Extra-liturgical music as a part of community outreach can be delineated by controversies about music in evidence in the church. The pop music phenomenon accentuates departure from tradition. Its advocates claim that choruses or even edgy rock music, in worship and in outreach, are the best way to communicate in the postmodern era. On the other extreme, old-line Protestant denominations that support classical concerts often appreciate the music as an aesthetic artifact, a museum piece. A few places try to champion serious contemporary music, but the avante garde is mainly academic. St. Bart's New York promotes chamber music from the eighteenth and nineteenth centuries with remarkable success. The music is has enduring nobility. Something about it is generaaly recognized as more than nostalgia, so people tend not to question its value. Vocal music is a little riskier and can be more controversial than instrumental music. The sentiments that turn up in art song recitals are sometimes maudlin. Opera selections dramatize themes from great literature, and as in academe, literature is a battleground of ideologies. Modern stagings of well known operas often turn Christian virtues on their head. Monumental Euro-trash productions have become so commonplace that nobody is surprised anymore when Wotan comes on stage wearing a pink tutu. Should the church invest time and money keeping historic music in the repertoire for the community at large or leave niche markets to subsist in academe and among the elites who appreciate such things? To argue for church involvement in great music, another question might be posed: why does historic "classical" music retain its artistic potency after many centuries while serious contemporary works seldom last beyond their premiers? New music disintegrates, as fast as it is written, to be superseded by another genre of grunge, sentimental schlock, or the next wave of experimental dissonance. The music preserved by the Western tradition has endured through countless generations. It has been improved by recurring cycles of study and innovation based on what has been learned. Like Renaissance scholars and artists, musicians in this tradition looked back to the past for proven artistic form instead of trying to invent music ex nihilo in every era. The virtue of this process can be compared to that which produced the elegant language of the Book of Common Prayer, the received theology of the church, and the scriptures. The Bible, of course, is the result of a canonical tradition. Also interesting is how entangled the history of Western Civilization is with the church. Separation of church and state is one of the highest achievements of the West. Separation of cult and culture is impossible.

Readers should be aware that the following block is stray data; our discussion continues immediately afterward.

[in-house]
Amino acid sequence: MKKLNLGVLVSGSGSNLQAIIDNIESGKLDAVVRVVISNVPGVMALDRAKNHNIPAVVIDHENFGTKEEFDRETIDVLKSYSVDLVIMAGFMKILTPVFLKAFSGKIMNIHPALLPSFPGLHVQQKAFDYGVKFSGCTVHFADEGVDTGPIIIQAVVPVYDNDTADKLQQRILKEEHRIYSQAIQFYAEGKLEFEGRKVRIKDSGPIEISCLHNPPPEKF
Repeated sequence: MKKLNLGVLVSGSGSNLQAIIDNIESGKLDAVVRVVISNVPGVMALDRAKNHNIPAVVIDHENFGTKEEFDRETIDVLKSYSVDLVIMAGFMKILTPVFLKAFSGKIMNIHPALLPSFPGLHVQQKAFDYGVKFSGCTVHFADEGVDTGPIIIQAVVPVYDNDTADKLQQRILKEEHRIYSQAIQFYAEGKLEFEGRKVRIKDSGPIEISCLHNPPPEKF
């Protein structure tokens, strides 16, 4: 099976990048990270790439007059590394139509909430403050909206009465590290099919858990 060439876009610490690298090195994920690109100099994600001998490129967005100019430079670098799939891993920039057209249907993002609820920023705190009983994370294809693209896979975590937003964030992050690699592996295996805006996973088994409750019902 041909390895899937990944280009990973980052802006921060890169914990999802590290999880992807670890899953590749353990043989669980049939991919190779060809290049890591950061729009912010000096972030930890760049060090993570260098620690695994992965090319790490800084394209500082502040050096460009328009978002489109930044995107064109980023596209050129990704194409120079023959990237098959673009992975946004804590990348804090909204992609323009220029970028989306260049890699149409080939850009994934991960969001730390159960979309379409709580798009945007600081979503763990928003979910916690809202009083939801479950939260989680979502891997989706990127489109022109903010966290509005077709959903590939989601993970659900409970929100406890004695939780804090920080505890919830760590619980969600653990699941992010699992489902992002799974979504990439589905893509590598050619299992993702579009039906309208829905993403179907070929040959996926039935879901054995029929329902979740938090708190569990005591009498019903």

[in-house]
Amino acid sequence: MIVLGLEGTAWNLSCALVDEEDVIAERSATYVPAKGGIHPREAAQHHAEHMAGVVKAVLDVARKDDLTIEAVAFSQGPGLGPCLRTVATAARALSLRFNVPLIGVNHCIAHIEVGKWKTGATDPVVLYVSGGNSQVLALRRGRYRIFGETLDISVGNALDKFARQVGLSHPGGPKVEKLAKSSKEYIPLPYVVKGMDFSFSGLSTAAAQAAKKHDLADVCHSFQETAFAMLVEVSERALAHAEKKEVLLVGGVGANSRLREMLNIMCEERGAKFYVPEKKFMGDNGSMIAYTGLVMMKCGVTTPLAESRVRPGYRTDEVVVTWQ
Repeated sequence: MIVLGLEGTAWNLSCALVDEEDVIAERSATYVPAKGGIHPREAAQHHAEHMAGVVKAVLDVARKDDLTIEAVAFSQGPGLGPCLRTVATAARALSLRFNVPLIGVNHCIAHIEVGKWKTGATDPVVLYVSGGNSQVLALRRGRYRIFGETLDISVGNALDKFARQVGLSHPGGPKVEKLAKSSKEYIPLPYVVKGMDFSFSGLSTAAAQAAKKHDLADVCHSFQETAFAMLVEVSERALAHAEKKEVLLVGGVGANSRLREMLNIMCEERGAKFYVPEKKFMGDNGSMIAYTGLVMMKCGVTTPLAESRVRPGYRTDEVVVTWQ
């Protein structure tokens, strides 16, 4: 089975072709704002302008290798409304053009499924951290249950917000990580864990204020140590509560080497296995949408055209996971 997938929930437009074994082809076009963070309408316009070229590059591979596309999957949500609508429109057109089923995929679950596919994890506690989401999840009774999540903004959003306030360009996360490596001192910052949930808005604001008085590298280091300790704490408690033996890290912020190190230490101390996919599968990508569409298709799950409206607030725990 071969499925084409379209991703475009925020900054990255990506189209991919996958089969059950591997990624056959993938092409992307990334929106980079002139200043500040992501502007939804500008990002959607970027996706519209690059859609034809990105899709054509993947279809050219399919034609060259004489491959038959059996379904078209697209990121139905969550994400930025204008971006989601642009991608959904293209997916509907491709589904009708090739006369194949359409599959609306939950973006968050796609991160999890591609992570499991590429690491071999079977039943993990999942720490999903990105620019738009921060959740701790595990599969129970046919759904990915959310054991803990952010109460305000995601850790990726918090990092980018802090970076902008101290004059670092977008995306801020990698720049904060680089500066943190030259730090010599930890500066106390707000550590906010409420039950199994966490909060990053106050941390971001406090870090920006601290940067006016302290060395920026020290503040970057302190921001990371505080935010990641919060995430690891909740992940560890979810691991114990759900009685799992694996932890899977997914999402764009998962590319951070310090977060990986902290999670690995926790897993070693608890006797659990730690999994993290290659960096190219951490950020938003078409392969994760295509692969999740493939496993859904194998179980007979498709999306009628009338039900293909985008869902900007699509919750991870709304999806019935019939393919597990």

That religion and culture engage peoples' most basic assumptions and core beliefs explains some of the clashes that can surface with new opera productions in European cities that have patronized opera for centuries. As was apparent during the attempted drafting of a constitution for the European Union, many citizens of Europe no longer wish to retain any legacy of their Christian past. Few people anywhere can attend a performance of the opera Faust by Charles Gounod without being struck by the antique cosmology on which Faust's contract with the devil and Margarita's apotheosis are premised. This opera made Charles Gounod the most famous musician in Paris in the year 1859. Remarkably, this is the same year as the publication of Darwin's Origin of Species, which is now dogma, of sorts, in the materialistic cosmology of the modern era. Music has many such ironies and interesting juxtapositions. As is well known, the church has, at times, been on the wrong side of historic conflicts. The Grand Inquisitor of Verdi's opera Don Carlo is malignant religion personified. The plot of Don Carlo hinges on ferment in the Protestant Netherlands against oppression by a Spanish monarchy backed by the church. Freedom is the theme in this drama and church and state are united against it. Verdi's treatment of a play by Frederick Schiller is in accord with Schiller's conception of tragic art. It is an idealism that asserts freedom of the will against historical events and even death. Schiller’s philosophical piece, On the Sublime, contains his conception of freedom attained in a kind of rational transcendence against the injustices of human history and random forces of nature. The poet's aim is poetic truth that will inspire intellectual freedom in which patriots risk their lives in the fight for actual freedom.